Decoding the Estate Tax: How Does the Estate Tax Rate Function?
How does the estate tax rate work?
The estate tax in the United States is a tax on your right to transfer property at your death. The tax is levied on the total value of your estate above a certain exemption level.
The current federal estate tax exemption amount for 2022 is $12.06 million for individuals. This means if the total value of your estate is below this threshold, no federal estate tax will be due. If your estate is worth more than the exemption amount, only the value in excess of the exemption is subject to the tax, not the entire estate.
The tax rate itself is progressive, which means it increases with the value of the taxable estate. The rates range from 18% to 40%.
For example, if an individual's estate, after deductions and exemptions, is valued at $1 million over the exemption amount, the rate applied might be 39%. However, if the estate is just $10,000 over the exemption amount, then the rate might be 18%.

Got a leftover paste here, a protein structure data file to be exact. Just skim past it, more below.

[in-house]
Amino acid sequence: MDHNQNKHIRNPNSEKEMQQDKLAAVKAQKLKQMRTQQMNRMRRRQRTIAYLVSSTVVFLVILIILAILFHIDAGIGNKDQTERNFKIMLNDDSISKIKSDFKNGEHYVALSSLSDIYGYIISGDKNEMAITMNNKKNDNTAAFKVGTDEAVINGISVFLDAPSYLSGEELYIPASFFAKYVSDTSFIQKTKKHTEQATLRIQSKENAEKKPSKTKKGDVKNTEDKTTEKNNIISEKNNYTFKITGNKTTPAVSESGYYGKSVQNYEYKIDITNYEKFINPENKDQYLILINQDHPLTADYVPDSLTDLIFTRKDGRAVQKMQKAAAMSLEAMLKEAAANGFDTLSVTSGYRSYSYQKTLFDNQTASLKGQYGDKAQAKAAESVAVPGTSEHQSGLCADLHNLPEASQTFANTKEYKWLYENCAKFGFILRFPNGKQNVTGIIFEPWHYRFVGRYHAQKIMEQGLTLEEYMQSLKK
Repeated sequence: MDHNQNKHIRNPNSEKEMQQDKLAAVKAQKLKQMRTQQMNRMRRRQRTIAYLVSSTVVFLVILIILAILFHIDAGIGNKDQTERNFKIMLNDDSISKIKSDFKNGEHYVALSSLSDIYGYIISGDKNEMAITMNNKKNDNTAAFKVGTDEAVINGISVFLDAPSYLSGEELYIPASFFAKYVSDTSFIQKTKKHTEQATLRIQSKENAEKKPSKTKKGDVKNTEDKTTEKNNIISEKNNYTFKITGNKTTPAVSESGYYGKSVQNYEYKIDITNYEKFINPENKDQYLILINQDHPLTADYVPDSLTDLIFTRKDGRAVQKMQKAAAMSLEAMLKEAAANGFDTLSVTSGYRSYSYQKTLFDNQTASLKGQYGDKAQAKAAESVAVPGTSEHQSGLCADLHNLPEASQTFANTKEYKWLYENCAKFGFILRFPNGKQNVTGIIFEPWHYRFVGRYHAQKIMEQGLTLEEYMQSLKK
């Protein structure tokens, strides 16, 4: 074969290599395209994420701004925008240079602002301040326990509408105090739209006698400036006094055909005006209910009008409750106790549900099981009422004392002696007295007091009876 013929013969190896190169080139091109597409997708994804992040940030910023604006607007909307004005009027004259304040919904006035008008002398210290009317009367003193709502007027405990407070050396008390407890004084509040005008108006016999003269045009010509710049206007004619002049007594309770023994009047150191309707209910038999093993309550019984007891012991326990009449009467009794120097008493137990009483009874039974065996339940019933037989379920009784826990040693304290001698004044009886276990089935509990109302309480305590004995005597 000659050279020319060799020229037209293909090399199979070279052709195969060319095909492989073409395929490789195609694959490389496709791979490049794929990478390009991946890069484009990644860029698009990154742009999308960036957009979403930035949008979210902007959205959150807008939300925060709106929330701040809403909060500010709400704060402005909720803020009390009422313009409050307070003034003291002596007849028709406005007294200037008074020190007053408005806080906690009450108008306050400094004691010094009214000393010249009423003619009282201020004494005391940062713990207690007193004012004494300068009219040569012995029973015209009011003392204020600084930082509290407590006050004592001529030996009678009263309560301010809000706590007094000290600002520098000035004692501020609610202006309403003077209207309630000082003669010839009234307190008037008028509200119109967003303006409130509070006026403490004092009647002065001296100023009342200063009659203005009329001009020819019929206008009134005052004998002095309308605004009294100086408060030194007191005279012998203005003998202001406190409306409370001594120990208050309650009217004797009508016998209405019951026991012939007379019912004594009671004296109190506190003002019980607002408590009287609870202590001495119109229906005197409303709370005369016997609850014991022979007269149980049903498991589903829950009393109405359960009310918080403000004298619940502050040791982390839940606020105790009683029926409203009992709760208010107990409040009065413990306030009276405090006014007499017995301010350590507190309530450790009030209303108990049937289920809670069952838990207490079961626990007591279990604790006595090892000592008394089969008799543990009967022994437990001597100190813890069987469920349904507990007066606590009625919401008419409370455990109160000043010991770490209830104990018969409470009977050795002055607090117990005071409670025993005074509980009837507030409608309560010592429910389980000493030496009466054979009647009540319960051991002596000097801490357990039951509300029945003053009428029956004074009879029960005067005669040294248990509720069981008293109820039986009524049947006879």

Married couples can effectively double their exemption by using a legal arrangement known as estate tax portability. Upon the death of the first spouse, the executor of the estate can transfer any unused exemption to the surviving spouse, allowing for a greater exemption when the second partner passes away.
It’s very important to note however, that estate laws can vary widely by state, and a number of states also impose their own separate estate or inheritance taxes, some with much lower exemption levels than the federal estate tax. Always consult with a professional advisor on estate planning.
Also, note that estate tax laws and thresholds can change year to year based on the legislation. Always check the current rules or consult with a tax advisor for up-to-date information.